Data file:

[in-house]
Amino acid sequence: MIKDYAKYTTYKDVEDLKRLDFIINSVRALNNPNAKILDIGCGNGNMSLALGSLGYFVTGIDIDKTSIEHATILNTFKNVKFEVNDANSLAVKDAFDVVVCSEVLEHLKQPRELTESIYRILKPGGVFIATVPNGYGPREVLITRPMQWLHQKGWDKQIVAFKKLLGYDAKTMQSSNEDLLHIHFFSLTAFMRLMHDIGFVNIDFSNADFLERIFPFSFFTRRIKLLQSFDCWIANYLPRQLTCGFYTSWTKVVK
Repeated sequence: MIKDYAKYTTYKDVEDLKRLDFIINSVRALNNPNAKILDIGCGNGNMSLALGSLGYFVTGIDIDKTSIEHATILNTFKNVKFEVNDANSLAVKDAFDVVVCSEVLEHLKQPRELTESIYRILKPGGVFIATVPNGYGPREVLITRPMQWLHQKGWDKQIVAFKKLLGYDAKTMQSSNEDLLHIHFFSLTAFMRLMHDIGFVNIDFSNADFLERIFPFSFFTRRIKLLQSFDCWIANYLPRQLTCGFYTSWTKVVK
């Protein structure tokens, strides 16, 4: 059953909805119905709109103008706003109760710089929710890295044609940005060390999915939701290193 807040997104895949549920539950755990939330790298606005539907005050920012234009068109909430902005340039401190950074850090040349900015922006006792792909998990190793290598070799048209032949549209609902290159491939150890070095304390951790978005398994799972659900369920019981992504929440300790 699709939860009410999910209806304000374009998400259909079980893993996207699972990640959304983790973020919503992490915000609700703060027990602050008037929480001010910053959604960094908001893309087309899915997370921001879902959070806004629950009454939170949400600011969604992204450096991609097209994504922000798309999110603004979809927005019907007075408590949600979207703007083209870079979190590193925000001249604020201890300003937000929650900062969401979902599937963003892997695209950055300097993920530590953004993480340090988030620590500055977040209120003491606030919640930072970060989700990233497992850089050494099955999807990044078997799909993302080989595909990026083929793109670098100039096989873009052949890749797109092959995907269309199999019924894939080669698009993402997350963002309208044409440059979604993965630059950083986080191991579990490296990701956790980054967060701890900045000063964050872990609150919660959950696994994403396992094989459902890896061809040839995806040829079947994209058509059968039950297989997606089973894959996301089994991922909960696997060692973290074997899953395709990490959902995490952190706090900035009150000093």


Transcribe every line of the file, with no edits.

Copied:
[in-house]
Amino acid sequence: MIKDYAKYTTYKDVEDLKRLDFIINSVRALNNPNAKILDIGCGNGNMSLALGSLGYFVTGIDIDKTSIEHATILNTFKNVKFEVNDANSLAVKDAFDVVVCSEVLEHLKQPRELTESIYRILKPGGVFIATVPNGYGPREVLITRPMQWLHQKGWDKQIVAFKKLLGYDAKTMQSSNEDLLHIHFFSLTAFMRLMHDIGFVNIDFSNADFLERIFPFSFFTRRIKLLQSFDCWIANYLPRQLTCGFYTSWTKVVK
Repeated sequence: MIKDYAKYTTYKDVEDLKRLDFIINSVRALNNPNAKILDIGCGNGNMSLALGSLGYFVTGIDIDKTSIEHATILNTFKNVKFEVNDANSLAVKDAFDVVVCSEVLEHLKQPRELTESIYRILKPGGVFIATVPNGYGPREVLITRPMQWLHQKGWDKQIVAFKKLLGYDAKTMQSSNEDLLHIHFFSLTAFMRLMHDIGFVNIDFSNADFLERIFPFSFFTRRIKLLQSFDCWIANYLPRQLTCGFYTSWTKVVK
């Protein structure tokens, strides 16, 4: 059953909805119905709109103008706003109760710089929710890295044609940005060390999915939701290193 807040997104895949549920539950755990939330790298606005539907005050920012234009068109909430902005340039401190950074850090040349900015922006006792792909998990190793290598070799048209032949549209609902290159491939150890070095304390951790978005398994799972659900369920019981992504929440300790 699709939860009410999910209806304000374009998400259909079980893993996207699972990640959304983790973020919503992490915000609700703060027990602050008037929480001010910053959604960094908001893309087309899915997370921001879902959070806004629950009454939170949400600011969604992204450096991609097209994504922000798309999110603004979809927005019907007075408590949600979207703007083209870079979190590193925000001249604020201890300003937000929650900062969401979902599937963003892997695209950055300097993920530590953004993480340090988030620590500055977040209120003491606030919640930072970060989700990233497992850089050494099955999807990044078997799909993302080989595909990026083929793109670098100039096989873009052949890749797109092959995907269309199999019924894939080669698009993402997350963002309208044409440059979604993965630059950083986080191991579990490296990701956790980054967060701890900045000063964050872990609150919660959950696994994403396992094989459902890896061809040839995806040829079947994209058509059968039950297989997606089973894959996301089994991922909960696997060692973290074997899953395709990490959902995490952190706090900035009150000093």